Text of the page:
Make sauce by heating a sauté pan over medium heat. When hot, add butter and let brown. When it gets golden and starts to smell toasty, add the sage leaves and let cook for one minute or until butter is brown. Take off the heat and set aside until ready to serve. Make the whipped goat cheese with an electric mixer, whipping together the cheese and maple syrup until smooth - you can also do this by hand with a whisk or silicone spatula if you wish. Set aside.

Bring a pot of salted water to a boil. Boil pasta for 2 minutes or until noodles float to the top and are tender and cooked through. Transfer them to the butter mixture, adding a little pasta water and all of the Parmesan, and toss together until coated and creamy. Taste and add salt to preference. Serve dolloped with the whipped goat cheese.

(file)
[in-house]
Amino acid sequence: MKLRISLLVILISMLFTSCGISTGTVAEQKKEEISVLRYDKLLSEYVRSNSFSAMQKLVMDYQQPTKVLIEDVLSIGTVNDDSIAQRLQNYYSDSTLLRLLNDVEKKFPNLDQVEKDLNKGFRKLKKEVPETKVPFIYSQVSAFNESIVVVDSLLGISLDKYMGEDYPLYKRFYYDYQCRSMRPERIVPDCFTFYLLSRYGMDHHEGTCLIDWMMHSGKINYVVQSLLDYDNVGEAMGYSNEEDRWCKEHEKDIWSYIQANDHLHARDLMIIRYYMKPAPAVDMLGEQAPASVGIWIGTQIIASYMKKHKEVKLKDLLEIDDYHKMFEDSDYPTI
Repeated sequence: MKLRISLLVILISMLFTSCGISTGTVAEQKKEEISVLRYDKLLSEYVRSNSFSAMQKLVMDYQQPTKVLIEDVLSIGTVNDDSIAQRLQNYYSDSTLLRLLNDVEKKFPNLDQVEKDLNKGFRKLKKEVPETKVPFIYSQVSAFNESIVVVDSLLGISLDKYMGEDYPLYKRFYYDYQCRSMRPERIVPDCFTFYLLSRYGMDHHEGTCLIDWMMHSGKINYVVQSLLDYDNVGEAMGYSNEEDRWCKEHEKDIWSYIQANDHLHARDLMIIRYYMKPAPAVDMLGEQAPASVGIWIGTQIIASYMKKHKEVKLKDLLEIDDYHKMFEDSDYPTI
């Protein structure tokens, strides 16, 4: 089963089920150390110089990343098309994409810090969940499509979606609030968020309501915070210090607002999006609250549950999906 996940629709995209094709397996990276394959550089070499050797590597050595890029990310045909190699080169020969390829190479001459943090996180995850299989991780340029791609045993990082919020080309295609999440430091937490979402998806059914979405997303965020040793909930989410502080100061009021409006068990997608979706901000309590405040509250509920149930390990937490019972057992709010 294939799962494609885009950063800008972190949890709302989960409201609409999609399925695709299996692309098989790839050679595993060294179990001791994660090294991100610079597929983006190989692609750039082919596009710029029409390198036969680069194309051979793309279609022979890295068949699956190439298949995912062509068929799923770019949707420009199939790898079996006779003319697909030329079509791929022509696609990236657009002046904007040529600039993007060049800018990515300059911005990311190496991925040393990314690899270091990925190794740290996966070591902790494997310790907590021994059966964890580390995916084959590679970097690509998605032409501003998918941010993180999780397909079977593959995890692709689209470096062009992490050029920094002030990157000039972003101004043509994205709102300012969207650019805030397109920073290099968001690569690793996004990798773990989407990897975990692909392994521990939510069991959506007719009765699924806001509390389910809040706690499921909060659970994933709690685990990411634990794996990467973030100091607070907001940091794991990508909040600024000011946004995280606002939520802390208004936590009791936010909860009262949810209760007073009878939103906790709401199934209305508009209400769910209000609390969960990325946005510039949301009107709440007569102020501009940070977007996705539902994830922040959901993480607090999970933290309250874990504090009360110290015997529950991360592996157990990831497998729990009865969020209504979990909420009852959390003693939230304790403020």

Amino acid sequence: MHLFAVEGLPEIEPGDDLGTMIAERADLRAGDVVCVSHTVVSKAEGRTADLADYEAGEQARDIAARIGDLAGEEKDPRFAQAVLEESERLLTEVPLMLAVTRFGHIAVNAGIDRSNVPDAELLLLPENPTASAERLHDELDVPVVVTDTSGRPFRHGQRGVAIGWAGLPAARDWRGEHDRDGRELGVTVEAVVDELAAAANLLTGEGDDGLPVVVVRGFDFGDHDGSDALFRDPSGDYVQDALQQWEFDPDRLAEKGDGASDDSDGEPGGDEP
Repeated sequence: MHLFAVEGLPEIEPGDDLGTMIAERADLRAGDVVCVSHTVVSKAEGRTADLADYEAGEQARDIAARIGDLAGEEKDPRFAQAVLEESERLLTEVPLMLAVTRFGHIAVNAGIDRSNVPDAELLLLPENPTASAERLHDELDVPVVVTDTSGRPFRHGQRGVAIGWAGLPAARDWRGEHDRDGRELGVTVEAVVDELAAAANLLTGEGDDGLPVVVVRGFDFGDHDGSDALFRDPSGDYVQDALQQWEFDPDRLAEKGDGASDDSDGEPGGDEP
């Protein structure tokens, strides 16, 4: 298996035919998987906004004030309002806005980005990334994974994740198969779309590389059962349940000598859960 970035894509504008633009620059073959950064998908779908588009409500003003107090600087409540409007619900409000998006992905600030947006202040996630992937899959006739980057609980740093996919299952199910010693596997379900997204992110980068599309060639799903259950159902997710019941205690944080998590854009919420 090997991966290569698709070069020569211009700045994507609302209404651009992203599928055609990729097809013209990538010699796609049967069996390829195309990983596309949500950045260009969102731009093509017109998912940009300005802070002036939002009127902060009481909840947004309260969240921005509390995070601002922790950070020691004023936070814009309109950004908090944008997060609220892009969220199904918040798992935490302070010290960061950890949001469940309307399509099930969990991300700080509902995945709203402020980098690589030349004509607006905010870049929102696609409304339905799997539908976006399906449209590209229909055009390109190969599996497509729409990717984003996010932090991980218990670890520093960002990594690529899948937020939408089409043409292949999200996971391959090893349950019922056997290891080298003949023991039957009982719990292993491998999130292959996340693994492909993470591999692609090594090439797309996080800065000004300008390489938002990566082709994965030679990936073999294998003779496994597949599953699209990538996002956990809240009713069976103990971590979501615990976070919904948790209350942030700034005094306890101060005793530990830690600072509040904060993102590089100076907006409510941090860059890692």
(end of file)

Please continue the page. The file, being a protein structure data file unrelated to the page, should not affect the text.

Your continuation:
What is browned butter?

Browned butter is when butter is melted and simmered over low heat long enough for the milk solids to brown and the water to evaporate. This results in a rich, nutty and more intensely flavored butter. It’s truly delicious and worth the minimal time and effort!

Watch how to make our Browned Butter Fettuccine Aflredo step by step with our video:

Yes! Both the pasta and sauce can be made up to 3 days ahead of time. They should be stored separately, each in an airtight container in the refrigerator.

To reheat: Pour sauce into a skillet and simmer over low heat, stirring frequently. The sauce should be heated slowly to prevent it from separating or clumping up. As the sauce reheats, stir in small amounts of milk or cream as needed to achieve the right consistency.